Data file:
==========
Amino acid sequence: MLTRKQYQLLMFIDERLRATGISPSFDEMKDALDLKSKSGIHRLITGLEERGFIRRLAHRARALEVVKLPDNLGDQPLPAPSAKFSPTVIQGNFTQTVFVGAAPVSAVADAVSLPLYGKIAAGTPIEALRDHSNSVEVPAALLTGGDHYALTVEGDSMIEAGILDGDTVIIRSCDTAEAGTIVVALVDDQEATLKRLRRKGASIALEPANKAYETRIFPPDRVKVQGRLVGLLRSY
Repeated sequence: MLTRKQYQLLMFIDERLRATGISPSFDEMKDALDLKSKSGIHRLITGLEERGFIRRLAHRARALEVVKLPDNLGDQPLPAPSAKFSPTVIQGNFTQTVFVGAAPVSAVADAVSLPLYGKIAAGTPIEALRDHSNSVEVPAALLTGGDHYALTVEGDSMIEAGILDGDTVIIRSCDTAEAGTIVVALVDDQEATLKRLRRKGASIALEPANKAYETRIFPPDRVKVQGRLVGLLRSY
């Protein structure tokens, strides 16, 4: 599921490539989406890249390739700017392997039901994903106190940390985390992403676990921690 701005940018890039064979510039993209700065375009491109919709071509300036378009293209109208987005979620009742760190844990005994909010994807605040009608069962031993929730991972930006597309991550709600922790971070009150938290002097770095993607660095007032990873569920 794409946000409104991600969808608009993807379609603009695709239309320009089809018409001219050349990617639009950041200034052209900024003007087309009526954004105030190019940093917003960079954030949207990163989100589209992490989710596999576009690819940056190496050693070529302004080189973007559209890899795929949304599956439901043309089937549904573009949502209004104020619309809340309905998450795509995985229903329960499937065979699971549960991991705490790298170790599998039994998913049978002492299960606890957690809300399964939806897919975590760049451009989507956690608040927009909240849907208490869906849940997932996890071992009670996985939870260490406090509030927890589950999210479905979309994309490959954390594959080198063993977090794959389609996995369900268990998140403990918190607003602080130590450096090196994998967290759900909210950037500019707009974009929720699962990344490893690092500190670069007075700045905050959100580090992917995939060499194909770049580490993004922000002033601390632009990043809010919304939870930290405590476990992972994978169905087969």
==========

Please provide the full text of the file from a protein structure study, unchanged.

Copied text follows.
Amino acid sequence: MLTRKQYQLLMFIDERLRATGISPSFDEMKDALDLKSKSGIHRLITGLEERGFIRRLAHRARALEVVKLPDNLGDQPLPAPSAKFSPTVIQGNFTQTVFVGAAPVSAVADAVSLPLYGKIAAGTPIEALRDHSNSVEVPAALLTGGDHYALTVEGDSMIEAGILDGDTVIIRSCDTAEAGTIVVALVDDQEATLKRLRRKGASIALEPANKAYETRIFPPDRVKVQGRLVGLLRSY
Repeated sequence: MLTRKQYQLLMFIDERLRATGISPSFDEMKDALDLKSKSGIHRLITGLEERGFIRRLAHRARALEVVKLPDNLGDQPLPAPSAKFSPTVIQGNFTQTVFVGAAPVSAVADAVSLPLYGKIAAGTPIEALRDHSNSVEVPAALLTGGDHYALTVEGDSMIEAGILDGDTVIIRSCDTAEAGTIVVALVDDQEATLKRLRRKGASIALEPANKAYETRIFPPDRVKVQGRLVGLLRSY
């Protein structure tokens, strides 16, 4: 599921490539989406890249390739700017392997039901994903106190940390985390992403676990921690 701005940018890039064979510039993209700065375009491109919709071509300036378009293209109208987005979620009742760190844990005994909010994807605040009608069962031993929730991972930006597309991550709600922790971070009150938290002097770095993607660095007032990873569920 794409946000409104991600969808608009993807379609603009695709239309320009089809018409001219050349990617639009950041200034052209900024003007087309009526954004105030190019940093917003960079954030949207990163989100589209992490989710596999576009690819940056190496050693070529302004080189973007559209890899795929949304599956439901043309089937549904573009949502209004104020619309809340309905998450795509995985229903329960499937065979699971549960991991705490790298170790599998039994998913049978002492299960606890957690809300399964939806897919975590760049451009989507956690608040927009909240849907208490869906849940997932996890071992009670996985939870260490406090509030927890589950999210479905979309994309490959954390594959080198063993977090794959389609996995369900268990998140403990918190607003602080130590450096090196994998967290759900909210950037500019707009974009929720699962990344490893690092500190670069007075700045905050959100580090992917995939060499194909770049580490993004922000002033601390632009990043809010919304939870930290405590476990992972994978169905087969």